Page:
In Linux, a Terminal is associated with a Shell. The Terminal send input to the Shell (for example:
pwd), and the Shell send the output back to the Terminal (for example:
This diagram shows the relationship between a Terminal and a Shell (assume that the Terminal I am using is
gnome-terminal, and the Shell is
Now what I want to know is what mechanism does the Terminal and the Shell use to exchange data. This is what I think happens:
gnome-terminalis executed, it will create a file representing a serial port in the
/dev/ptsdirectory (let's say the file name is
gnome-terminalwill then execute the Shell associated with it (for example:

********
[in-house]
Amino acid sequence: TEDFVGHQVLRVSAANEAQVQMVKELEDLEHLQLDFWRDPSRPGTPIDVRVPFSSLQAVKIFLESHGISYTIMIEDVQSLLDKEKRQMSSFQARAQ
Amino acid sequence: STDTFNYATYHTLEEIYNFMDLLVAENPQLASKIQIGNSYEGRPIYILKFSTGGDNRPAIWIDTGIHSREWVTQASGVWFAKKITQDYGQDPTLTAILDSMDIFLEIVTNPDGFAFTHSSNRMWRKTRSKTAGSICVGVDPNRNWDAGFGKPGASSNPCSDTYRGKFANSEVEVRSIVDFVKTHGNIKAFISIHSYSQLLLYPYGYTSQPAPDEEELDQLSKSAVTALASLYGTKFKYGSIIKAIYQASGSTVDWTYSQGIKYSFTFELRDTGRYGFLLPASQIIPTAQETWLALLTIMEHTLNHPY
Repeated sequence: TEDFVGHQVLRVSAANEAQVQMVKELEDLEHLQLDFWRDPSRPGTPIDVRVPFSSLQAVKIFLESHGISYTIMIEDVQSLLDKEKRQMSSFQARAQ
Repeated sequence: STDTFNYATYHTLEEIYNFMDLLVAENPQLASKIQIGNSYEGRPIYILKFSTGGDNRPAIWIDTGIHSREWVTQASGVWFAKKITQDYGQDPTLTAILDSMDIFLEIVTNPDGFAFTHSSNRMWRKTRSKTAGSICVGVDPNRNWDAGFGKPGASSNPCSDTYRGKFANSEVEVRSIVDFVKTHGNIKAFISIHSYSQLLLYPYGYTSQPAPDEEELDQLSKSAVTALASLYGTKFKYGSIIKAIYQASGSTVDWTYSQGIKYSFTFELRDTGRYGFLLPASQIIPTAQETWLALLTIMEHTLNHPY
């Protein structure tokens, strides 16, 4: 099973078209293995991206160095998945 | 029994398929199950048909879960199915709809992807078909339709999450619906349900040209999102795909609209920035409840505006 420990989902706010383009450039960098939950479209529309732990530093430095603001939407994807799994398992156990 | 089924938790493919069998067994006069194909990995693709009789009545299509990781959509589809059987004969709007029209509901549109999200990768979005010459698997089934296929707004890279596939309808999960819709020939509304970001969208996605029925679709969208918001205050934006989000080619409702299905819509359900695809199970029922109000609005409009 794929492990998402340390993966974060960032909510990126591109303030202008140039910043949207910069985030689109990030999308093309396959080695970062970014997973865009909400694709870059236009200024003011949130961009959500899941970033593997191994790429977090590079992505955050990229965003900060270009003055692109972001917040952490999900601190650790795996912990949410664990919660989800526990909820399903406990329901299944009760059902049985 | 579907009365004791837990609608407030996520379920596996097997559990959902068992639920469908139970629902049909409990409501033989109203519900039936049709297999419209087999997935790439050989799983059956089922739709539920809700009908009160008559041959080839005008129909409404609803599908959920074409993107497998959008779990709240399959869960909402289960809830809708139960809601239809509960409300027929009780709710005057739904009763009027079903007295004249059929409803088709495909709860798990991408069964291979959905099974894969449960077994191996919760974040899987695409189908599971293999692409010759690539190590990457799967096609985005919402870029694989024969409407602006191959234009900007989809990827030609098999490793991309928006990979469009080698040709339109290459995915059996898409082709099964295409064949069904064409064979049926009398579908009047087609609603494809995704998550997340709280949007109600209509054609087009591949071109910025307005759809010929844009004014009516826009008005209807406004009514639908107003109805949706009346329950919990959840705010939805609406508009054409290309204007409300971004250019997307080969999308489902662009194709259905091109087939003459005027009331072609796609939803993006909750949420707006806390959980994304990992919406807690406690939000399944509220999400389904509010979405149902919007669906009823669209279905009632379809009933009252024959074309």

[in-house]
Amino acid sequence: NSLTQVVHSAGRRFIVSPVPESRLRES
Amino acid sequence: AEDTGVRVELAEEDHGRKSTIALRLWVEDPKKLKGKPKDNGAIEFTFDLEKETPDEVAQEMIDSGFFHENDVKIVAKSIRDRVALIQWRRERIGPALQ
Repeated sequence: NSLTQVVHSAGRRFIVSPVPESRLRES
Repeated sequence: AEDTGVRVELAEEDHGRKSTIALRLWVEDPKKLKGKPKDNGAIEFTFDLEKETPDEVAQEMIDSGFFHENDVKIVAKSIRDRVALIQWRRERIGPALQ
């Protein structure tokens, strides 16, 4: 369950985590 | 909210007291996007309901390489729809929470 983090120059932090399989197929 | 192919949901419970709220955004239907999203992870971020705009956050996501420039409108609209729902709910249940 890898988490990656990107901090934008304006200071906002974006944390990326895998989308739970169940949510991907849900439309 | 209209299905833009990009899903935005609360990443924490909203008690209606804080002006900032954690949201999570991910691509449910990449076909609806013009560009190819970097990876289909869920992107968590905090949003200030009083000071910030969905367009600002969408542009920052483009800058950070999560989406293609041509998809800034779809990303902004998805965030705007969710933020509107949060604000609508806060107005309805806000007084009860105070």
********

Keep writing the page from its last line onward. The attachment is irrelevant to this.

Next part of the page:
bash), and will pass it the pts file name (the pts file name can be passed through the command line arguments for example).
- Now both
bashwould start reading from
gnome-terminalwants to send data to
bash, it would write this data to
bashwould read this data from
bashwants to send data to
gnome-terminal, it would write this data to
gnome-terminalwould read this data from
This diagram shows what I just explained:
Am I correct in my understanding?
Note: of course the pts file could be a tty file if we were using virtual terminals (i.e. when we are not using a GUI), but the logic would still be the same.